Struggle against Imperialism in Africa.

By Ali Mazrui
June 11, 2006
Posted to the web June 12, 2006

The 20th century opened with the Maji Maji war in Tanganyika against the Germans. The overwhelming majority of the casualties were, of course, Africans. What is more, African blood was spilled on the African soil.

In those early years of the 20th century, the Boers fought the British. This was white-on-white violence but strictly on the African soil.

Several decades later there was a struggle against Apartheid. The economic and diplomatic war against Apartheid was global. But the spilling of blood was overwhelmingly on African soil.

Next door in Zimbabwe, blacks fought against white minority rule. Most of the white Rhodesians were of British descent, and many still had British passports. But blacks did not export the anti-colonial struggle into the streets of London or the alleys of Manchester.

In Angola, the Movement for the Peoples Liberation of Angola fought the Portuguese exclusively on Angolan soil. The anti-colonial nationalists of the MPLA confined their military operations to the borders of the colony. Lisbon was never at risk from the liberation fighters.

What the militants of the 20th century have demonstrated is that it is possible to punish Western imperial powers not just on the soil of the colonised people, but also on the planes, trains and buses in Western capitals themselves. This is a whole new stage in the struggle against imperialism.

Colonial Kenya had a very influential white settler community. Kenya's liberation required an armed struggle. The Mau Mau movement was indeed a liberation army that resorted to "terrorist" methods from time to time. But Mau Mau never fought the British on British soil in the United Kingdom.

The London bombs of July 7 and July 21, last year, illustrated a new Afro-Asian readiness to carry the anti-imperial struggle into the heartland of the hegemonic forces. The vanguard of this new kind of imperialism consists of radicals from South Asia, the Middle East and Eastern Africa, mainly of Muslim faith.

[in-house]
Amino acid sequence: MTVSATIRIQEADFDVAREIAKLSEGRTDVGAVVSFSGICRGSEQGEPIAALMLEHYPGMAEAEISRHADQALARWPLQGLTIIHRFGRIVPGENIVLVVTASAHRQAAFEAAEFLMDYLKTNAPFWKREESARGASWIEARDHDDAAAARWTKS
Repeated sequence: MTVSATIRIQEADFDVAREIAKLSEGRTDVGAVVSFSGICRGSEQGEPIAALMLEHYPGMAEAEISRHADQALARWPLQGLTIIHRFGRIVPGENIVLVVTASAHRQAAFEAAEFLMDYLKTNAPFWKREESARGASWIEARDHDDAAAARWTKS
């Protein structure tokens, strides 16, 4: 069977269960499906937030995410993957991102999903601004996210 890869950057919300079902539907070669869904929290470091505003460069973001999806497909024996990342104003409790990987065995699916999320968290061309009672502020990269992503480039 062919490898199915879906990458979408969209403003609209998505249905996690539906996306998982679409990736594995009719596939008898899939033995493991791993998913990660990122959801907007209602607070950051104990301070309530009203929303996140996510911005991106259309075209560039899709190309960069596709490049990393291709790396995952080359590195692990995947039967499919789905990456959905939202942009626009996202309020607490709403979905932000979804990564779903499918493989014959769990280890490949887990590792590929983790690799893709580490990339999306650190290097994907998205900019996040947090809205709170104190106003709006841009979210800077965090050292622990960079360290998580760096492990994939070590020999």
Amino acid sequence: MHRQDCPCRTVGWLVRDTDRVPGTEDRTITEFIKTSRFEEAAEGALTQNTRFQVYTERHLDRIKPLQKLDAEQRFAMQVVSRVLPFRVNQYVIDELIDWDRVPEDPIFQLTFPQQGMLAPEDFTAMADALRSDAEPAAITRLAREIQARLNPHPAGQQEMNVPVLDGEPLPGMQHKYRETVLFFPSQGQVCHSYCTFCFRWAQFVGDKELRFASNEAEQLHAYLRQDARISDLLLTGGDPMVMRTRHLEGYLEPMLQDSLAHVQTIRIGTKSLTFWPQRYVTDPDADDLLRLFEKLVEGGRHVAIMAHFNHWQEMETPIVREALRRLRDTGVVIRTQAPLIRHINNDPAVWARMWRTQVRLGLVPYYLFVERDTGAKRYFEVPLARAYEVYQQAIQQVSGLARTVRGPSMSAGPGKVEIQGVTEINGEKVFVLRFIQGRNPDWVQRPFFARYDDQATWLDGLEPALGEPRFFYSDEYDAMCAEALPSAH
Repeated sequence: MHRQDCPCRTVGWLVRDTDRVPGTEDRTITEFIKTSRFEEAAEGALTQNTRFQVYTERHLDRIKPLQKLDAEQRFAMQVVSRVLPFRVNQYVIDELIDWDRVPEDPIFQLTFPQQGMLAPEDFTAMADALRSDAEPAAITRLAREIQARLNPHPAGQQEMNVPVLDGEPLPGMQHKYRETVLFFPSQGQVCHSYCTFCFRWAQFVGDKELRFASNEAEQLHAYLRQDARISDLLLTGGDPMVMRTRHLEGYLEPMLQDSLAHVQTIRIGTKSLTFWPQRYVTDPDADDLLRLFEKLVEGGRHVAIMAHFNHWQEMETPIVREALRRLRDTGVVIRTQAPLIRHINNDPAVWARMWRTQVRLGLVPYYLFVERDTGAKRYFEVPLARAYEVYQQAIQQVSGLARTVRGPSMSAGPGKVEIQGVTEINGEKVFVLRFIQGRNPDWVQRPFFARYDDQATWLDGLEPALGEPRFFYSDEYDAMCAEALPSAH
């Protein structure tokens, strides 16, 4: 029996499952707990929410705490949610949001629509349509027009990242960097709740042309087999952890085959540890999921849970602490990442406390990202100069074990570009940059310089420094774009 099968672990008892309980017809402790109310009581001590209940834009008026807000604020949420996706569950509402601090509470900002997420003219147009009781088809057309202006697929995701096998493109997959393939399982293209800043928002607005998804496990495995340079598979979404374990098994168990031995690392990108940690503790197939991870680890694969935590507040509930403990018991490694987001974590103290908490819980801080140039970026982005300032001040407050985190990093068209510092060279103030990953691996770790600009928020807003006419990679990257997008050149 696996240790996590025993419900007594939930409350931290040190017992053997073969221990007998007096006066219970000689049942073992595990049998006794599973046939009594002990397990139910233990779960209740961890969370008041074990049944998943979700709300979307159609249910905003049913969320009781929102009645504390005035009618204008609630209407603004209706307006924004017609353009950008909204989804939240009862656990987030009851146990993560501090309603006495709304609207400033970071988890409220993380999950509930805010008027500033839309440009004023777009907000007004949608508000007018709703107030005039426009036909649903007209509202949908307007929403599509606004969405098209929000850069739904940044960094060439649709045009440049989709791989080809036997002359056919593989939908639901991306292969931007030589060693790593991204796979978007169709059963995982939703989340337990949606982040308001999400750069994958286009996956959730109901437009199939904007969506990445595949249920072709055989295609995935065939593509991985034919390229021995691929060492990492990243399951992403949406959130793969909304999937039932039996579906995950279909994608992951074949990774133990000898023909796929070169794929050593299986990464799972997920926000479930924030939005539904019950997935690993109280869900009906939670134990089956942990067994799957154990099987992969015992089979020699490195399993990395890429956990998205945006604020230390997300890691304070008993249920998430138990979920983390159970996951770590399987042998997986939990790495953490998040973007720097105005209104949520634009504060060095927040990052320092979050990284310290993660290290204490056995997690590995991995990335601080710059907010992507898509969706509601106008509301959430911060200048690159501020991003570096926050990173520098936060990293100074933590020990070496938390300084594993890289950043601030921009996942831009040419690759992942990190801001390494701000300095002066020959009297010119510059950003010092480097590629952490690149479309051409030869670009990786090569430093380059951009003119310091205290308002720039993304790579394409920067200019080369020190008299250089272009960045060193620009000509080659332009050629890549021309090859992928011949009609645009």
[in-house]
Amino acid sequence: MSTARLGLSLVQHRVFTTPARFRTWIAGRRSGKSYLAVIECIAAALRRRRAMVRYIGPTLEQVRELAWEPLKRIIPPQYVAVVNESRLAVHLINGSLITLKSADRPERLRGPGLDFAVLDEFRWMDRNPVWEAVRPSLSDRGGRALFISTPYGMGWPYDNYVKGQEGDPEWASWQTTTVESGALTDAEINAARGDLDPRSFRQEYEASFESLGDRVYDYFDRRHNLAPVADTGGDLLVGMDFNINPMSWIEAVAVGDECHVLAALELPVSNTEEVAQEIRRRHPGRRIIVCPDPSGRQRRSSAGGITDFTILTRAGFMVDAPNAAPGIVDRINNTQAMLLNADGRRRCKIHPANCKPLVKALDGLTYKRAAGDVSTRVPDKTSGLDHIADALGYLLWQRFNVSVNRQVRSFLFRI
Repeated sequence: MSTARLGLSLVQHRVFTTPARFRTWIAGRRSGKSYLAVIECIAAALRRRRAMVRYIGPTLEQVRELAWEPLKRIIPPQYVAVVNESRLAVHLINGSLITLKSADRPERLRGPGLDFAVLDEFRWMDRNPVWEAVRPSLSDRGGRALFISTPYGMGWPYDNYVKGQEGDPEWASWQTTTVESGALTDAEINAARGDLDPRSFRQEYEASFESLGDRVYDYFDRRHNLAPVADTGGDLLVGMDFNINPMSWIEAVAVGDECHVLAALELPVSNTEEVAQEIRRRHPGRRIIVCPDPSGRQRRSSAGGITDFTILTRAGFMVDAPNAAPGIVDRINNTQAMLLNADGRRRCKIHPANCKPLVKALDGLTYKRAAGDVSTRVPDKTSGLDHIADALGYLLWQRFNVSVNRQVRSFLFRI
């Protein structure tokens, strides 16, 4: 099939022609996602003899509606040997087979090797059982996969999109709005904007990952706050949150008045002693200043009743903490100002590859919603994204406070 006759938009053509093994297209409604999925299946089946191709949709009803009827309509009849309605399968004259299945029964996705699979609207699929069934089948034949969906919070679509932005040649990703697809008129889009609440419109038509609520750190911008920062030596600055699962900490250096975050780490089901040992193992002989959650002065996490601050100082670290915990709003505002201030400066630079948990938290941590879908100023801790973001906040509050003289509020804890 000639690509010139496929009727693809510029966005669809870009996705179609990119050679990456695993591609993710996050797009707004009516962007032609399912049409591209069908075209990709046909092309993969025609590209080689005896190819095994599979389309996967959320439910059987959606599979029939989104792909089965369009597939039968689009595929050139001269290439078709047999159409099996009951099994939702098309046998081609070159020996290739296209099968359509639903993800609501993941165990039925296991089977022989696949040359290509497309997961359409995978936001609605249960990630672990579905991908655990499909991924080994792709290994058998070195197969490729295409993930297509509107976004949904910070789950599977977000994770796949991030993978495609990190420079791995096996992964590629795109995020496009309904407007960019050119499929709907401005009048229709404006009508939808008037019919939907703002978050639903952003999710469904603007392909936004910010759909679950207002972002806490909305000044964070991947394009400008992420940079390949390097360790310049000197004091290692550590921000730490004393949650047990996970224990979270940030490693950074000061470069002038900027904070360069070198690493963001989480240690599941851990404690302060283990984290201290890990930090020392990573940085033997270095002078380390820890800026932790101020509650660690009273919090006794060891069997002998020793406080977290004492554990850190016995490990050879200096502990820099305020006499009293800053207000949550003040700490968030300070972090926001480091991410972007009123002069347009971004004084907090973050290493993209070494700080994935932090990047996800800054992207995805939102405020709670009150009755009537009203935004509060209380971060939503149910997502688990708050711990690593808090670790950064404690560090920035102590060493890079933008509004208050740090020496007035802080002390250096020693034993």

Two weeks after the London bombast of July 7, new attempts were made on the London underground transport network and on a London bus. Either by choice or because of incompetence, this second attack on London's transit system disrupted the city without killing anybody. While the main actors of July 7, in London seemed to be of South Asian descent, especially Pakistani origin, the main actors of the July 21 London attempt seemed to be Africans from Eritrea, Somalia, Ethiopia and, presumably Sudan.

The phenomenon of heroic masochism is hundreds of years old in the Indian sub-continent. During the struggle against British rule in India, passive resistance became a version of heroic masochism, bearing British punishments in the cause of liberation. Mahatma Gandhi also repeatedly attempted to fast unto death as a way of forcing Britain's hand.

As for the radical suicide bomber as a weapon of national liberation, the Tamils of South India and Sri Lanka started it before Palestinians copied. A female suicide bomber assassinated Rajiv Gandhi, the former Prime Minister of India, in 1991. She approached him with a garland of flowers to adorn him, and then released an explosive device that killed Rajiv, the woman and a number of others.

Arabs are relative newcomers to the strategy of suicide bombing, long preceded by South Asians. During the American war in Vietnam in the 1960s, there were Buddhists of South-East Asia who burned themselves in protest, self-immolation.

The most spectacular Arab suicide bombers were those 19 Arabs who hijacked four passenger planes on September 11, 2001, and hit the World Trade Centre in New York, the Pentagon in Washington, DC, and a field in Pennsylvania. Nearly 3,000 people were killed. It's also the Arab who led the bombing in Madrid in 2004, though this did not involve suicides.

The most spectacular south Asian suicide bombers against a Western power were indeed the blasts, which hit London's transit system on July 7, last year. The other blasts, planned and feebly executed in London two weeks later, seem to have been an African project, undertaken by Muslims from the Horn of Africa.

The New World Order that is being attacked by these Muslim suicide bombers is the American empire, rather than the British Empire per se. The United Kingdom has allowed itself to become an extension of Pax Americana.

Israel is also an extension of the American Empire, although paradoxically Israel has shown far more independence as an international actor than most British governments.

The new American Emporium is an empire of control rather than of territorial annexation. The American flag does not fly on government buildings in Iraq or Afghanistan, but the United States is trying its best to maintain control in both countries.

Indeed, there is some degree of American military presence in about 100 countries in the world, including about half the members of the African Union.

International terrorism of the kind that hit the London and Madrid transit systems was fundamentally anti-American. So were the terrorist strikes in Nairobi and Dar es Salaam in August 1998. The attack on the Paradise Hotel in Mombasa in 2002 was more obviously anti-Israeli, which is widely regarded as a protÈgÈ of the United States.






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